5. Create An iOs API Key
This is pretty much the same process as creating your Android API key. Go to your Google Developer Console. On your Dashboard click ‘Enable API’ and this time select the Google Maps iOS SDK. Again go to ‘Credentials’, click on ‘Create Credentials’ and select ‘API Key’ followed by ‘Restrict Key’. This time choose iOS app restriction and enter the bundle identifier from your Info.plist file. For the Xamarin.Forms.GoogleMaps sample project it’s ‘net.amay077.xfgooglemapsample’.

To embed the API key into your iOS application open AppDelegate.cs and pass the API key as a string in the call to Xamarin.FormsGoogleMaps.Init(). This should be all you need to get the app running on iOS.

6. Embed The Xamarin.Forms.GoogleMaps API In Your Own Projects
Assuming you’ve managed to run the sample project successfully it should be fairly simple to get the API working in your own Xamarin.Forms projects. Xamarin.Forms.GoogleMaps is in NuGet so, in a new Xamarin.Forms solution, right-clicking on the ‘packages’ folder and selecting ‘Add Package’ will allow you to add references to the Xamarin.Forms.GoogleMaps packages. Remember to add them to every project in your solution. You may need to enable ‘show pre-release packages’ in the NuGet browser in order to download versions that are consistent with the sample projects.

If you run into strange issues, such as XAML errors when setting properties on a Xamarin.Forms.GoogleMaps.Map view or ‘Could Not Resolve Type’ and ‘BadImageFormatException’ errors when trying to position the map then you most likely have an incompatible version of the various packages somewhere. Check that all your package references (both to Xamarin.Forms and Xamarin.Forms.GoogleMaps) are consistent in all of your projects and ideally the same as the sample project.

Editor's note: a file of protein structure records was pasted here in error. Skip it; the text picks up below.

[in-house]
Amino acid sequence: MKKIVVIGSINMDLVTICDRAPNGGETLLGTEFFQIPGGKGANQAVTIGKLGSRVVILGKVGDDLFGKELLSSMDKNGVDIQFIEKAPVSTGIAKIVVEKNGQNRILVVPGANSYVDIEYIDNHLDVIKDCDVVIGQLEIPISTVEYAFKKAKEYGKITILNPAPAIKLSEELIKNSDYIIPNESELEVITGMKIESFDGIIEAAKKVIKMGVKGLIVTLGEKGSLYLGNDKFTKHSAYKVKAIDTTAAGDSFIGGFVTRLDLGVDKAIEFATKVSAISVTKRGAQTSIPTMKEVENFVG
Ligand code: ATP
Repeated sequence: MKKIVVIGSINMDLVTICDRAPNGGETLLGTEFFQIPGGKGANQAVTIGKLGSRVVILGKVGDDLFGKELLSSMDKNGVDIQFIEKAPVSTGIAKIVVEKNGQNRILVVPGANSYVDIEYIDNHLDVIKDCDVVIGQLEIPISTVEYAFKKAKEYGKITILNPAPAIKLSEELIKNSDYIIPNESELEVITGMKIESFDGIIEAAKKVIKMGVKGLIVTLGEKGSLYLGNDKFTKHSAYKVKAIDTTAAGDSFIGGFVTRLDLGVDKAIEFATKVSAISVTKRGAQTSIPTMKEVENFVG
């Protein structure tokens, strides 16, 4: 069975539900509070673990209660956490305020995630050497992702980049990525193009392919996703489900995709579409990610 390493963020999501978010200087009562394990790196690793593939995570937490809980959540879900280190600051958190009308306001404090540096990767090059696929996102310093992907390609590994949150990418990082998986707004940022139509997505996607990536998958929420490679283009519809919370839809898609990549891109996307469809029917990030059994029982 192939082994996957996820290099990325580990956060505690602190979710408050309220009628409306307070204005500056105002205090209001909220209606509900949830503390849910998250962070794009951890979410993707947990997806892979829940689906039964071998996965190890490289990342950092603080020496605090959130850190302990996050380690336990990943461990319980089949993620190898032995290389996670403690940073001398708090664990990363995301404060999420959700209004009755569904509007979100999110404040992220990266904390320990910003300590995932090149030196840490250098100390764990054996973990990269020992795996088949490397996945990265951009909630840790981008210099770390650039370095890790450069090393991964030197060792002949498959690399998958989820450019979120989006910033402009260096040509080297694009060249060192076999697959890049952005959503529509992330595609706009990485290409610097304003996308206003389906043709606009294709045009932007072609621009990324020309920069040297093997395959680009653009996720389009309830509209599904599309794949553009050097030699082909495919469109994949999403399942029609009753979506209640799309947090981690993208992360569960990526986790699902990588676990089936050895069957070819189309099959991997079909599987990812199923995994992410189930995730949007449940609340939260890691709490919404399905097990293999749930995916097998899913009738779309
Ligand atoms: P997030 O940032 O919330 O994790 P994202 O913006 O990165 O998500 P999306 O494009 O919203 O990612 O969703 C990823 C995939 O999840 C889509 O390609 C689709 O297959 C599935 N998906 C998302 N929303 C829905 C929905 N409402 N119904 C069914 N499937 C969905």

I hope this article saves you some of the pain and grief I endured whilst trying to get all the stuff to work. If it does I always appreciate more followers on Twitter here!

FAIL – Google Maps Not Installed On GenyMotion Emulator

FAIL – No Valid Google Maps API Key

SUCCESS – Xamarin.Forms.GoogleMaps Working on GenyMotion Emulator

Creating Bindable Properties in Xamarin.Forms

UPDATE: This post, popular as it has been, is somewhat outdated now. I’ve written an updated version that is more ‘cut and paste’ friendly and removes the references to generic types (which are now deprecated in Xamarin.Forms) here.

Something you’re bound to run into sooner or later when developing with Xamarin.Forms is the issue of how to make a property bindable. Fortunately it’s pretty easy to do – though I found it hard to find a simple example online that worked both for setting the property programmatically and via xaml.

So, without further ado here’s an example of a bindable ‘Foobar’ property that can be set both programmatically and via xaml. Just copy/paste this into your own code whilst changing the relevant bits and you should be fine…

Note: ‘YourClass’ should be replaced by the type name of the class that holds the property. References to ‘bool’ should (obviously) replaced by the type of property you are declaring. The ‘false’ value that is passed to the BindableProperty.Create() method refers to the default value for the property and should be replace by something meaningful.

public static readonly BindableProperty FoobarProperty=BindableProperty.Create( p => p.Foobar, false );

public bool Foobar
		return (bool)GetValue(FoobarProperty); 
		SetValue(FoobarProperty, value); 

private void UpdateFoobar()
	// Do whatever you need to do when the property 
	// has been set here. By the time this method is
	// called Foobar will already hold the updated value
	// so if you need to reference the old value you will
	// need to store it in a class variable

protected override void OnPropertyChanged(string propertyName)

	switch( propertyName )
		case "Foobar":

Hopefully that’s been helpful – now why not take a brief break from work to watch our trailer for ‘Attack Of Giant Jumping Man’…

Attack of Giant Jumping Man